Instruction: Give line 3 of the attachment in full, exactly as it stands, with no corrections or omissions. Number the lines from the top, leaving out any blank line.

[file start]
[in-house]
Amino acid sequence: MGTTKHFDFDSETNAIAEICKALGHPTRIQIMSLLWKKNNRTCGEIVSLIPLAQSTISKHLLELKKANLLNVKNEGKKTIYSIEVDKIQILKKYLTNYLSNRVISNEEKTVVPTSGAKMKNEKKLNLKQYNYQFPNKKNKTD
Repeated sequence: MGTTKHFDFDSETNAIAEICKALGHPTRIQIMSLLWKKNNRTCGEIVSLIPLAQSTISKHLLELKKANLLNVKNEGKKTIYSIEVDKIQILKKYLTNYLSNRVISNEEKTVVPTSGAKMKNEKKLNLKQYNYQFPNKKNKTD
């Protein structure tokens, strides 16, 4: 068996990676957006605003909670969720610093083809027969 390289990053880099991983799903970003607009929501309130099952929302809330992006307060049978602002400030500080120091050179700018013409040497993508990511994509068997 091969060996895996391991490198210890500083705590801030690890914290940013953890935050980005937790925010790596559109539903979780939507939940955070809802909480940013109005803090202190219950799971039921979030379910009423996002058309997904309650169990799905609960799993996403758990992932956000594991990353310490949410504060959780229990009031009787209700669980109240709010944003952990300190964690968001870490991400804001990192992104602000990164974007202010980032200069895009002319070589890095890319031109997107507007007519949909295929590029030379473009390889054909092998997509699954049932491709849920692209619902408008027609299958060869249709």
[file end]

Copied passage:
Repeated sequence: MGTTKHFDFDSETNAIAEICKALGHPTRIQIMSLLWKKNNRTCGEIVSLIPLAQSTISKHLLELKKANLLNVKNEGKKTIYSIEVDKIQILKKYLTNYLSNRVISNEEKTVVPTSGAKMKNEKKLNLKQYNYQFPNKKNKTD